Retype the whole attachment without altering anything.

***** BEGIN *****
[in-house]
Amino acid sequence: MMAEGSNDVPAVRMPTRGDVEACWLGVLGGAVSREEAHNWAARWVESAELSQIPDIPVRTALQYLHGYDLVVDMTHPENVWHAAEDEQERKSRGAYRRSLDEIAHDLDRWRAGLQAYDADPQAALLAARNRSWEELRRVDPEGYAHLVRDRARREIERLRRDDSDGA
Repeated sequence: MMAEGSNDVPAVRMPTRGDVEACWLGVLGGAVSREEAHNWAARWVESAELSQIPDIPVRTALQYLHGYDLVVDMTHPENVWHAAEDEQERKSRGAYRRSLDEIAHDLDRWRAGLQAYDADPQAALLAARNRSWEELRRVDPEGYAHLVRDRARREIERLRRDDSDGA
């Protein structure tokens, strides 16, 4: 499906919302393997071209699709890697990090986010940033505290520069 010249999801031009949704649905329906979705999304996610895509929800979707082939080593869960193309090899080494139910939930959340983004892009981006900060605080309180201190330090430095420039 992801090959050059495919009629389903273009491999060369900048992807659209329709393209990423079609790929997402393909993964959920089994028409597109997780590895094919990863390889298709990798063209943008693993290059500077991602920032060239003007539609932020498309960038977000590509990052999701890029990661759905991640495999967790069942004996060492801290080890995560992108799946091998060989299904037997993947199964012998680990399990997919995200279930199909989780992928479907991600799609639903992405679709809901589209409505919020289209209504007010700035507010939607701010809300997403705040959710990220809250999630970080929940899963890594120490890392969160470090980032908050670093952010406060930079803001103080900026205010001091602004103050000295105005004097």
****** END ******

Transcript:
[in-house]
Amino acid sequence: MMAEGSNDVPAVRMPTRGDVEACWLGVLGGAVSREEAHNWAARWVESAELSQIPDIPVRTALQYLHGYDLVVDMTHPENVWHAAEDEQERKSRGAYRRSLDEIAHDLDRWRAGLQAYDADPQAALLAARNRSWEELRRVDPEGYAHLVRDRARREIERLRRDDSDGA
Repeated sequence: MMAEGSNDVPAVRMPTRGDVEACWLGVLGGAVSREEAHNWAARWVESAELSQIPDIPVRTALQYLHGYDLVVDMTHPENVWHAAEDEQERKSRGAYRRSLDEIAHDLDRWRAGLQAYDADPQAALLAARNRSWEELRRVDPEGYAHLVRDRARREIERLRRDDSDGA
């Protein structure tokens, strides 16, 4: 499906919302393997071209699709890697990090986010940033505290520069 010249999801031009949704649905329906979705999304996610895509929800979707082939080593869960193309090899080494139910939930959340983004892009981006900060605080309180201190330090430095420039 992801090959050059495919009629389903273009491999060369900048992807659209329709393209990423079609790929997402393909993964959920089994028409597109997780590895094919990863390889298709990798063209943008693993290059500077991602920032060239003007539609932020498309960038977000590509990052999701890029990661759905991640495999967790069942004996060492801290080890995560992108799946091998060989299904037997993947199964012998680990399990997919995200279930199909989780992928479907991600799609639903992405679709809901589209409505919020289209209504007010700035507010939607701010809300997403705040959710990220809250999630970080929940899963890594120490890392969160470090980032908050670093952010406060930079803001103080900026205010001091602004103050000295105005004097």